Stock market: Too tight at 18,000? Market is going through consolidation, not correction, says Jinesh Gopani

“There would be some consolidation in the market as we have to see the next one or two quarters of economic growth and also the performance of companies in this volatile period, due to pressure on margins and soaring commodity prices. “It’s more of a consolidation. Than a corrective phase, unless we have some sort of Black Swan event again – which could be a global or national event,” said Jinesh gopani, Head of Actions, Axis mutual fund.

Global brokerage firms – from CLSA to Macquarie – believe energy costs pose a downside risk to Indian stock markets. Having said that, since the beginning of the month, we have seen the return of the IFIs. In the last two days alone, there have been purchases to the tune of Rs 1,000 crore. Do you agree with the brokerages raising red flags due to pressure on margins for India Inc which expects stocks to underperform from here?
We’ve had a really good rally over the past 15 months and obviously there has been a big swing in economic activity even after Covid 2.0. The economy is in tears and doing well and recent channel checks have shown Diwali to be pretty good. However, part of it would have already been discounted due to the performance of the stocks over the past 12-18 months.

Maybe we’re stretching a little bit at the start of fiscal 24 and reducing some of the inventory at that level. To this extent, there would be some consolidation in the market which is expected as we have to see next quarter or two of economic growth and also company performance in this volatile period, due to the pressure on margins and the soaring commodity prices. This is more of a consolidation phase than a correction phase, unless we have some sort of Black Swan event again – which could be a global or national event.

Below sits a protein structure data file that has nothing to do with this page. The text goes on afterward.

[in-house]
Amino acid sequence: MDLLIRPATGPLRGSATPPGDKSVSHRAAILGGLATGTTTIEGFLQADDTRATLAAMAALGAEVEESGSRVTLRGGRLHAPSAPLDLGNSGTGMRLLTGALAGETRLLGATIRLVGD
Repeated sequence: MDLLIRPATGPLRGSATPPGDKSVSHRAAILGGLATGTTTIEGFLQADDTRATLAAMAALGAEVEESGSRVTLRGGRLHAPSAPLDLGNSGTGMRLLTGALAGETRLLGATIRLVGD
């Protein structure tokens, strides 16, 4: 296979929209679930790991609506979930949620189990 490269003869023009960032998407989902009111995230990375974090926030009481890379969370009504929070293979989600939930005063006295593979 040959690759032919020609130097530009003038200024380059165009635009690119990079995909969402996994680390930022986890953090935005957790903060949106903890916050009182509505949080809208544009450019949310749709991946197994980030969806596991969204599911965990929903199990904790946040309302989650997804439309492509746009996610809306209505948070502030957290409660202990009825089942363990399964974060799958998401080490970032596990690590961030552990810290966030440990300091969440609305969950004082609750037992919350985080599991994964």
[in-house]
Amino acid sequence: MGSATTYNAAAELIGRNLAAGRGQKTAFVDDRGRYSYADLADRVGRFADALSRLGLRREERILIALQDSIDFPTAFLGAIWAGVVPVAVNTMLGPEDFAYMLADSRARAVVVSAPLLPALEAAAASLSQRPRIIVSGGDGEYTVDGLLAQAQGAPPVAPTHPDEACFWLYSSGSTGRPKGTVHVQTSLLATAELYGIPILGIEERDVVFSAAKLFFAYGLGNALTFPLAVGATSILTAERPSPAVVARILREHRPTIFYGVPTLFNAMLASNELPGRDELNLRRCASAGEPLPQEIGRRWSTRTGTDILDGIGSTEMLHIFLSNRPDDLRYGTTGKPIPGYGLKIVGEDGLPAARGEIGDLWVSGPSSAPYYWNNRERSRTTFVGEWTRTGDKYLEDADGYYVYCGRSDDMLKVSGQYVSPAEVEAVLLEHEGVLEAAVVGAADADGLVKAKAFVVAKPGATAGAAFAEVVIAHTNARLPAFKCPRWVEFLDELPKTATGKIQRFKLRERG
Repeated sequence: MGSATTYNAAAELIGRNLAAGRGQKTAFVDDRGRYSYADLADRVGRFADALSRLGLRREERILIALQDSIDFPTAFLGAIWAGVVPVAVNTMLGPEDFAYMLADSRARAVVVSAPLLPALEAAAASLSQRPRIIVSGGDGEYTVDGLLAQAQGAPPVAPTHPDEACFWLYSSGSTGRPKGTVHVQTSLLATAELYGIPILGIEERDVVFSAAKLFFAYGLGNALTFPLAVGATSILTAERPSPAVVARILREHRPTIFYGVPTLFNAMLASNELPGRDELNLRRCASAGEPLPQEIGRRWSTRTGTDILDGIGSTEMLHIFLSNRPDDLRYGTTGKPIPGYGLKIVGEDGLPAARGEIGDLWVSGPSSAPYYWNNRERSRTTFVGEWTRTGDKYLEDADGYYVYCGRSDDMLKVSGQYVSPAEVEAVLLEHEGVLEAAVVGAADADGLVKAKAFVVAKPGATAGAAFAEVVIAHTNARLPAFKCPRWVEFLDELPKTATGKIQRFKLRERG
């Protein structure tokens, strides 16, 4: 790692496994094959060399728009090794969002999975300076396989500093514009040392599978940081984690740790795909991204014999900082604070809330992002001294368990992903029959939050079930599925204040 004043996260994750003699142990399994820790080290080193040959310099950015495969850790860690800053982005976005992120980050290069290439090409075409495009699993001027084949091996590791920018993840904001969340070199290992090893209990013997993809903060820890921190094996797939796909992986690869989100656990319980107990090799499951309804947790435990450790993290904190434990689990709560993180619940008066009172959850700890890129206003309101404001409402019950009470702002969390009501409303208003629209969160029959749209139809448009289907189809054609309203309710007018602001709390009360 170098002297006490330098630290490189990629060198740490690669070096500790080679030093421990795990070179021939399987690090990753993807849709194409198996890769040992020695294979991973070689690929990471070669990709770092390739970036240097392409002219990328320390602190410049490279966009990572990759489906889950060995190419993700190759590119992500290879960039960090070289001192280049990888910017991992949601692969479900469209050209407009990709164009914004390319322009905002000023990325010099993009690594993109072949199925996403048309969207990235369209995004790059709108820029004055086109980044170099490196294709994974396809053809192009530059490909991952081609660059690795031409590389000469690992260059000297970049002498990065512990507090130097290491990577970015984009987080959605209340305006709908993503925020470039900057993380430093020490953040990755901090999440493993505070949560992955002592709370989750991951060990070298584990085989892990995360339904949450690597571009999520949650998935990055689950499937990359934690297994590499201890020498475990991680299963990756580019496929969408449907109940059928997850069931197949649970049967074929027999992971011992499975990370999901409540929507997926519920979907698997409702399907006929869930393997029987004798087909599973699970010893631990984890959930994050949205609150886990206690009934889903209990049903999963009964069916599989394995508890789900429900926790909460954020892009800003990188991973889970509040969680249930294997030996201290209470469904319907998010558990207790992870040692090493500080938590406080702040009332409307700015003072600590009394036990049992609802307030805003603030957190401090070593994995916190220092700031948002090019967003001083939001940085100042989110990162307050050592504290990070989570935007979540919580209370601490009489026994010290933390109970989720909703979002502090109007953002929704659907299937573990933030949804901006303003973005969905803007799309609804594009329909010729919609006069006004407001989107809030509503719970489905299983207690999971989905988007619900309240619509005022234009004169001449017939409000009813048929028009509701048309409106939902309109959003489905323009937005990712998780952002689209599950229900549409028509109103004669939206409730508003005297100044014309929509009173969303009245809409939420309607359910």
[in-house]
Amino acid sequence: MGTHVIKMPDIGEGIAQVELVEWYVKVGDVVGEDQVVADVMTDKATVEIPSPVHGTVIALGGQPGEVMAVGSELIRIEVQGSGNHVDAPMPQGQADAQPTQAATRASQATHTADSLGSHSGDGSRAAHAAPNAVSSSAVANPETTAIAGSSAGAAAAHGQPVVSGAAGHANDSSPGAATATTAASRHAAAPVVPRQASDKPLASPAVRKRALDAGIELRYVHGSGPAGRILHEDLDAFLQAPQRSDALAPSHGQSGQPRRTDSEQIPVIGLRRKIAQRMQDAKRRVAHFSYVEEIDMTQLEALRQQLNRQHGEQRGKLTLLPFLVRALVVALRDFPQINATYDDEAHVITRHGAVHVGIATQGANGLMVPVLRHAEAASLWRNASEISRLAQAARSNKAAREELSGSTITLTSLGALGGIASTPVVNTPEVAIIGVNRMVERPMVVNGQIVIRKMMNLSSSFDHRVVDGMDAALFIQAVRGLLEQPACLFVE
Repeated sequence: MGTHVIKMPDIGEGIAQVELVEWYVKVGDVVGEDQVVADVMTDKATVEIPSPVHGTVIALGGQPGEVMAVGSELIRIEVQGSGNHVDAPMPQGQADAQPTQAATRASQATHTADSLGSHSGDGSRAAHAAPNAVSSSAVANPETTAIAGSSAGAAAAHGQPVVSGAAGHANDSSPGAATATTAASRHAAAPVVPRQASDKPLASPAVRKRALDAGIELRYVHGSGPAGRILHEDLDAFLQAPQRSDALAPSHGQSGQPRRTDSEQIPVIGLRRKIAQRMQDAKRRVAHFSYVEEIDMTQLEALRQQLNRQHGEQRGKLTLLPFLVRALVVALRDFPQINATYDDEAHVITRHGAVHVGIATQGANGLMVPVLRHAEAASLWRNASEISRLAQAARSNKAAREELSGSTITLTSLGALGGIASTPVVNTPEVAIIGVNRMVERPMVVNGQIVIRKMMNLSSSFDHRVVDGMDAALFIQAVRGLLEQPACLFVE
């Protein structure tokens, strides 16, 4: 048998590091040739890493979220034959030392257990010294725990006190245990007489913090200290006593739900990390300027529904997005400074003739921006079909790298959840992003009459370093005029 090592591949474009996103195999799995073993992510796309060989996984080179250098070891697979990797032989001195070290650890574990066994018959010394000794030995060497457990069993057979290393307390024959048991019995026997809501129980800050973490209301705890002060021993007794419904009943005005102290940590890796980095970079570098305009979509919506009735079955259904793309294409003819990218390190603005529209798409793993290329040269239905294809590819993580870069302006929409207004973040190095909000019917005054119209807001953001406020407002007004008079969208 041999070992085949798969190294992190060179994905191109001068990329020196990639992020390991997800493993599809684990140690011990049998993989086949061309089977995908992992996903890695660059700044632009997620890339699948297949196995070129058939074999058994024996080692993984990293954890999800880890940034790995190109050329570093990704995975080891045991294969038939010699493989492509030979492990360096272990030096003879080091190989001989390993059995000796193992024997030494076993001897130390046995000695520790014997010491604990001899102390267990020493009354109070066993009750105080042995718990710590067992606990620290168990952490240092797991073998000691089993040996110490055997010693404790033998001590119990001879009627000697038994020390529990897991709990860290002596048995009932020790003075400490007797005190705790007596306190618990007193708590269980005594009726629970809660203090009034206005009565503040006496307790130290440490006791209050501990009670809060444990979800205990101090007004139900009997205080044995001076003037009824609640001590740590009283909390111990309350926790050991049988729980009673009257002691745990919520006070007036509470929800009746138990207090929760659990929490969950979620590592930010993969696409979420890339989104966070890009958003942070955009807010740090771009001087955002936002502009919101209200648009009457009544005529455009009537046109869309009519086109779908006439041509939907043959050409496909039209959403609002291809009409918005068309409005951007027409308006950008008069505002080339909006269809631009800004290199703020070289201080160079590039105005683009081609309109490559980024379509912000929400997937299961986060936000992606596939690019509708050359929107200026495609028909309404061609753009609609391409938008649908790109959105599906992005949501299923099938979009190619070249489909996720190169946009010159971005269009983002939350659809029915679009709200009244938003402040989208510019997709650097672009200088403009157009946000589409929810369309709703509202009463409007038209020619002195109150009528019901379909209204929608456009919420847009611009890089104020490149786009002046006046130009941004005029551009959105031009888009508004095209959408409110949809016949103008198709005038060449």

It could be more of a consolidation phase between 16,500 and 18,500 levels and maybe wait for earnings growth of one or two quarters and move on to fiscal 24. ‘a brokerage, I would say it has more to do with how China has performed over the past 12 months and whether it makes sense to move money from India to China, given that the Underperformance has been very glaring, if we see the YTD performance of the Indian indices against the Hong Kong or China indices. It has more to do with transferring money from India to China. But on a stand-alone basis, if the economy is doing well and the momentum continues beyond pent-up demand, then it is more of a game of waiting and watching than just selling on the market. Marlet.

Where do you think the money is to be made? What are your big sector overweightings and underweightings?
I maintain that not all companies will deliver the type of valuation they trade at and this was clearly seen in the second quarter numbers where there was volatility around growth or margin depending on the sector. and companies and how they delivered in terms of execution.

Metoo companies will not benefit from this. Only companies that are able to get through these difficult phases of supply chain problems, soaring commodity prices, inflationary pressures and having pricing power to some extent, manage margins while maintaining market momentum. growth, should be doing well now. I would say that a strong brand or a company with strong pricing power or a strong business model that has an edge over others would continue to do well while “metoo” companies will struggle to outperform quarter after quarter because that this reflationary trade where everything was down, the economy was zero and all stocks managed to go up due to the recovery and global liquidity and local liquidity is over. Now it will be a difficult task to make money, make stocks profitable and this is where a well-governed company with a strong business model will thrive.